Thursday, October 06, 2011
That was one reason why we had an informal rule in my family that when I went into the Apple Store to "browse," it had to be without my wallet or with adult supervision. The very long arm of the Apple founder's influence on society can be seen in everything from me typing this post on a MacBook to the fact that iPods, iPhones, and iPads have achieved a kind of ubiquity that's fundamentally altered our collective conception of technology's role in our lives, and what it's capable of achieving.
With all the testimonials that have hit the media since Jobs' passing last night, with more sure to come in the days and weeks ahead, there's not much for me to say beyond the sadness that, at 56, he still had many years of creativity ahead of him, and the sobering realization that even with all the ingenuity and money at his disposal, cancer was an obstacle even he couldn't overcome. I'm also reminded of an essay I wrote for Geek Wisdom in reference to a quote by late author Isaac Asimov, which seemed applicable enough to post in its entirety below:
“If my doctor told me I had only six months to live, I would't brood. I'd type a little faster." — Isaac Asimov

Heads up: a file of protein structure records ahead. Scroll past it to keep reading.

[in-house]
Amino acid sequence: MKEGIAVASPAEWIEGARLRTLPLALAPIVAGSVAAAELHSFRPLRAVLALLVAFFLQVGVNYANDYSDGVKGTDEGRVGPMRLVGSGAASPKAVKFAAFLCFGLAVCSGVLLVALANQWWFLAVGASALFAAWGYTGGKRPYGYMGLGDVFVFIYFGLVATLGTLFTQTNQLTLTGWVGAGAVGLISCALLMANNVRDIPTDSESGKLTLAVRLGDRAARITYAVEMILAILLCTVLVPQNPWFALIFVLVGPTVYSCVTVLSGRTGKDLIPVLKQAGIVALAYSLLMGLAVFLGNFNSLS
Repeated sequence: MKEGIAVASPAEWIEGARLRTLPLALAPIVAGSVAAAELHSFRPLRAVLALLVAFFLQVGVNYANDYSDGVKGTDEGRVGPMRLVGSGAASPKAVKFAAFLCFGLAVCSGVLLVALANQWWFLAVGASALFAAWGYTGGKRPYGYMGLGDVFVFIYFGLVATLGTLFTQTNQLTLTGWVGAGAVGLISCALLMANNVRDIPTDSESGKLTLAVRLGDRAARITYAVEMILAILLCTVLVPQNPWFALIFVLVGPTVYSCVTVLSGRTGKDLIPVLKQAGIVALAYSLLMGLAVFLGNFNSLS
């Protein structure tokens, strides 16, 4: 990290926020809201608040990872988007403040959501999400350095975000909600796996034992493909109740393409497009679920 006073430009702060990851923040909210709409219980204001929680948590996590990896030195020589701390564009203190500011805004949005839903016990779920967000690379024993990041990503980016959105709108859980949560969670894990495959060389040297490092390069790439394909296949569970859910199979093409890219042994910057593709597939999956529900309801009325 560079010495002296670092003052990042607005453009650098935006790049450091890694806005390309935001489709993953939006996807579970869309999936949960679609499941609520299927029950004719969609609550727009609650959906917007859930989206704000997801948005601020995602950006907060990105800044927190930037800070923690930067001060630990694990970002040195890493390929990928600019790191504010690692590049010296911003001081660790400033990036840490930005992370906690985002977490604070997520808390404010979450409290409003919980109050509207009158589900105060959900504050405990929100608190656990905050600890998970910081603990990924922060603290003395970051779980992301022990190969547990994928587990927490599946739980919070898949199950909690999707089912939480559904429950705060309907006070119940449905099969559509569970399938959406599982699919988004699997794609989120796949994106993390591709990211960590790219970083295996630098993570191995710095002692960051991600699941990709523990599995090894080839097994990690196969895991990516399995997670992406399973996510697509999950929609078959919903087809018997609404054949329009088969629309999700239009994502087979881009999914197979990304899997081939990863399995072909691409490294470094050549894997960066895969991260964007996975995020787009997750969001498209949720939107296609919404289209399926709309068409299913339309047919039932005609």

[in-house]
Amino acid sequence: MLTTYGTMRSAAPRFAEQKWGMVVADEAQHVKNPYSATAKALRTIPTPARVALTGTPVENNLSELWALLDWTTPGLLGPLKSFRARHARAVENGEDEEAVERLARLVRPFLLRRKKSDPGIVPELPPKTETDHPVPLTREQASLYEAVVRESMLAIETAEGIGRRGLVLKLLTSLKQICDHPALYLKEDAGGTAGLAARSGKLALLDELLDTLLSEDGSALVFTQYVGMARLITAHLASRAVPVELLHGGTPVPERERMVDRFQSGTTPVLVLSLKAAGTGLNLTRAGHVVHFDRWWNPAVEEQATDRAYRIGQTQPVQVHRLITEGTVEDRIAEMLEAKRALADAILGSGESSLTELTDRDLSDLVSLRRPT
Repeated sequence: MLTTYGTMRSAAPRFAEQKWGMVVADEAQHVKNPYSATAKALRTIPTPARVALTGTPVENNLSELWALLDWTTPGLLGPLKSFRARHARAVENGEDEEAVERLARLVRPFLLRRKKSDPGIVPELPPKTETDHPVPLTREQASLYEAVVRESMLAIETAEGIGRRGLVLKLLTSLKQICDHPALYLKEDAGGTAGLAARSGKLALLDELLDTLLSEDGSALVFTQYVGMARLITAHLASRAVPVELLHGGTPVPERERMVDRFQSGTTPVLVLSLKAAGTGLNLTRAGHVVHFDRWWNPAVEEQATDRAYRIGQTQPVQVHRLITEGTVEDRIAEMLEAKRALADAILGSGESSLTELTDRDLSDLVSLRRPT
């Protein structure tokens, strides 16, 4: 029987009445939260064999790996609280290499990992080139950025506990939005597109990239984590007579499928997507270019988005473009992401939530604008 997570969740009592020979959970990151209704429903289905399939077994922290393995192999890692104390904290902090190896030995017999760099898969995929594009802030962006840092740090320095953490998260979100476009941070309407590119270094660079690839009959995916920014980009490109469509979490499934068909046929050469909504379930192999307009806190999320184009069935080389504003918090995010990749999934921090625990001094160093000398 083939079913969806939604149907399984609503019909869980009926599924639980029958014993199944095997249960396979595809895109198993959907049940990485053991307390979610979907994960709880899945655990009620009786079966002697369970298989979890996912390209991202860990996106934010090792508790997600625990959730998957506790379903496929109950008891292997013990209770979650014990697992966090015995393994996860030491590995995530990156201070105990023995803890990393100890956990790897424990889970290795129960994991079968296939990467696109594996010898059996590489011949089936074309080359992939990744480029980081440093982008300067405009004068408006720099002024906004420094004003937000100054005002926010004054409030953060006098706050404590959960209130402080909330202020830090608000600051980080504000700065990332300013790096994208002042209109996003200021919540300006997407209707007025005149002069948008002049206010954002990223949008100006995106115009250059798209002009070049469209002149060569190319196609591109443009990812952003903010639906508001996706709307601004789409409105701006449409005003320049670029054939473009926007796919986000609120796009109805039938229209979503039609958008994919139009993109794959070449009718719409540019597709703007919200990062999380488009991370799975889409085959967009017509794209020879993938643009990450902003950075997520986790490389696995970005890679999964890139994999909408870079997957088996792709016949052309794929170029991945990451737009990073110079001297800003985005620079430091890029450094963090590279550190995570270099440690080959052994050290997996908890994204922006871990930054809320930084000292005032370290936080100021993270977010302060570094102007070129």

That Asimov meant what he said is plain to see in the immense library of knowledge and wisdom he imparted to us during his extraordinary lifetime – a library we’ll likely continue to benefit from for time immemorial. But you don’t have to be Isaac Asimov to see the broader point he was making. From the moment we’re born, the clock begins to tick down, daring us to accomplish all that we need to accomplish before that last grain of sand drops through the hourglass. Whether, per Asimov’s hypothetical, we know how much time we have left or not, the knowledge that we’re engaged in a race we’ve been engineered to lose can become reason for despair or a clarion call to action. For anyone who’s ever been driven by the creative impulse – by the all-encompassing need to take what’s inside and put it out there – Asimov’s words don’t merely ring true, they carry the weight of gospel.I think the above just as easily applies if we sub out "Jobs" for "Asimov." His life -- and death -- serve as a stark reminder for all of just how fleeting a thing life is, and how important it is to make what moments we have matter.